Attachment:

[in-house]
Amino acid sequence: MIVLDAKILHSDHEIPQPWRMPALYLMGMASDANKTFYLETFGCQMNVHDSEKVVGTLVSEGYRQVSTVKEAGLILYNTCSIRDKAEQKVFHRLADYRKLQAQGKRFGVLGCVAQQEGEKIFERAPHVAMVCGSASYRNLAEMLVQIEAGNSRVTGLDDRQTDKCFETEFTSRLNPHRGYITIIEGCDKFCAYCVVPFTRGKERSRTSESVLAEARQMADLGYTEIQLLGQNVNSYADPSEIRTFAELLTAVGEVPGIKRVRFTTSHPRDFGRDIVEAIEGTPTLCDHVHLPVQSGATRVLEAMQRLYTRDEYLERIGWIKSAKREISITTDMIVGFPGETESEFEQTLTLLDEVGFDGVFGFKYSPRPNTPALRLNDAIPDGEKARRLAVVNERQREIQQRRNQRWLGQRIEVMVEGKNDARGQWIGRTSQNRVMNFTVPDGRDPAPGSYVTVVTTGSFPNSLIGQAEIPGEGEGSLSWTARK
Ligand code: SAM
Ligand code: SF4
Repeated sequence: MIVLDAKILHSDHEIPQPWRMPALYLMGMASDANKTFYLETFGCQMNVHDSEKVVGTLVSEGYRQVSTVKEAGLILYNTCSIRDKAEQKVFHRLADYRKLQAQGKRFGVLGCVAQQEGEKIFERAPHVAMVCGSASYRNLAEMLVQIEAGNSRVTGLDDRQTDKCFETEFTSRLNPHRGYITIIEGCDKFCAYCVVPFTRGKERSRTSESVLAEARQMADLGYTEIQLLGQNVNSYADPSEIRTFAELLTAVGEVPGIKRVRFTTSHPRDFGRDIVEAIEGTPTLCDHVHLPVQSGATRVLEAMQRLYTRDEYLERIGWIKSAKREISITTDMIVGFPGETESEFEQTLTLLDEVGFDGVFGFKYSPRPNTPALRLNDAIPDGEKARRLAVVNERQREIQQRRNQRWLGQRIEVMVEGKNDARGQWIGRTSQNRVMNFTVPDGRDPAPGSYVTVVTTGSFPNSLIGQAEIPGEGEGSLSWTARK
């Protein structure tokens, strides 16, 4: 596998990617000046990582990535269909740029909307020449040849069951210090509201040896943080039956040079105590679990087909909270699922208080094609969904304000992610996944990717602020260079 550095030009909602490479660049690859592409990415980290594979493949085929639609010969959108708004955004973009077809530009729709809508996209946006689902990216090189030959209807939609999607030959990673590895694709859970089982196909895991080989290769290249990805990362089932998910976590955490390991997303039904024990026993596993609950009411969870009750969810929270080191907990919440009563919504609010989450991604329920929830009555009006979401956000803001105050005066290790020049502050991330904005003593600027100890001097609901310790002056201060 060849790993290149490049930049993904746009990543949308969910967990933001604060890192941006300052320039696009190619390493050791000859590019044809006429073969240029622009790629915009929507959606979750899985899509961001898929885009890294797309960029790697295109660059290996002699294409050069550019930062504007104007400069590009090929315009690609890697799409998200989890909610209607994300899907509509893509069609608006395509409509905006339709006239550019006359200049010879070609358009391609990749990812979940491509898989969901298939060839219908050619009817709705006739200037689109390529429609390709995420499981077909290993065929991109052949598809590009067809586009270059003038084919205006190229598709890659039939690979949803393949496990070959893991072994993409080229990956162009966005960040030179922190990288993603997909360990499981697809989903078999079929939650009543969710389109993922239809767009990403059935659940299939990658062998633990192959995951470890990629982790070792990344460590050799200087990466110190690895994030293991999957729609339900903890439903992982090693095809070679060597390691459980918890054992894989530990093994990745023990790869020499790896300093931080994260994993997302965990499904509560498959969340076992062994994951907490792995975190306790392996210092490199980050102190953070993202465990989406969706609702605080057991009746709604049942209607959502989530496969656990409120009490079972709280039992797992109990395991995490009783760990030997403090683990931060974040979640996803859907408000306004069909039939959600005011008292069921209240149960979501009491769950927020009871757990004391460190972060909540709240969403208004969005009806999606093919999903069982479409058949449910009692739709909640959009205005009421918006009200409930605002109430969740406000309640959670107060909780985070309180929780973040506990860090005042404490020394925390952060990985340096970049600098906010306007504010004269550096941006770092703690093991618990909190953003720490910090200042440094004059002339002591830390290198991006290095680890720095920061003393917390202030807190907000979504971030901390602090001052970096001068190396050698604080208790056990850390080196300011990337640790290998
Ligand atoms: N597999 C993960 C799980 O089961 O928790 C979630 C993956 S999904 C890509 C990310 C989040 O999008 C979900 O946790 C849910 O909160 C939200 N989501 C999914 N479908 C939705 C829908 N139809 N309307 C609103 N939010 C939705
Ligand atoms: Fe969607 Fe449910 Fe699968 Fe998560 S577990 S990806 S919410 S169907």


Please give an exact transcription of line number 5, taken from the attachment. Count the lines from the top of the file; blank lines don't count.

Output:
Repeated sequence: MIVLDAKILHSDHEIPQPWRMPALYLMGMASDANKTFYLETFGCQMNVHDSEKVVGTLVSEGYRQVSTVKEAGLILYNTCSIRDKAEQKVFHRLADYRKLQAQGKRFGVLGCVAQQEGEKIFERAPHVAMVCGSASYRNLAEMLVQIEAGNSRVTGLDDRQTDKCFETEFTSRLNPHRGYITIIEGCDKFCAYCVVPFTRGKERSRTSESVLAEARQMADLGYTEIQLLGQNVNSYADPSEIRTFAELLTAVGEVPGIKRVRFTTSHPRDFGRDIVEAIEGTPTLCDHVHLPVQSGATRVLEAMQRLYTRDEYLERIGWIKSAKREISITTDMIVGFPGETESEFEQTLTLLDEVGFDGVFGFKYSPRPNTPALRLNDAIPDGEKARRLAVVNERQREIQQRRNQRWLGQRIEVMVEGKNDARGQWIGRTSQNRVMNFTVPDGRDPAPGSYVTVVTTGSFPNSLIGQAEIPGEGEGSLSWTARK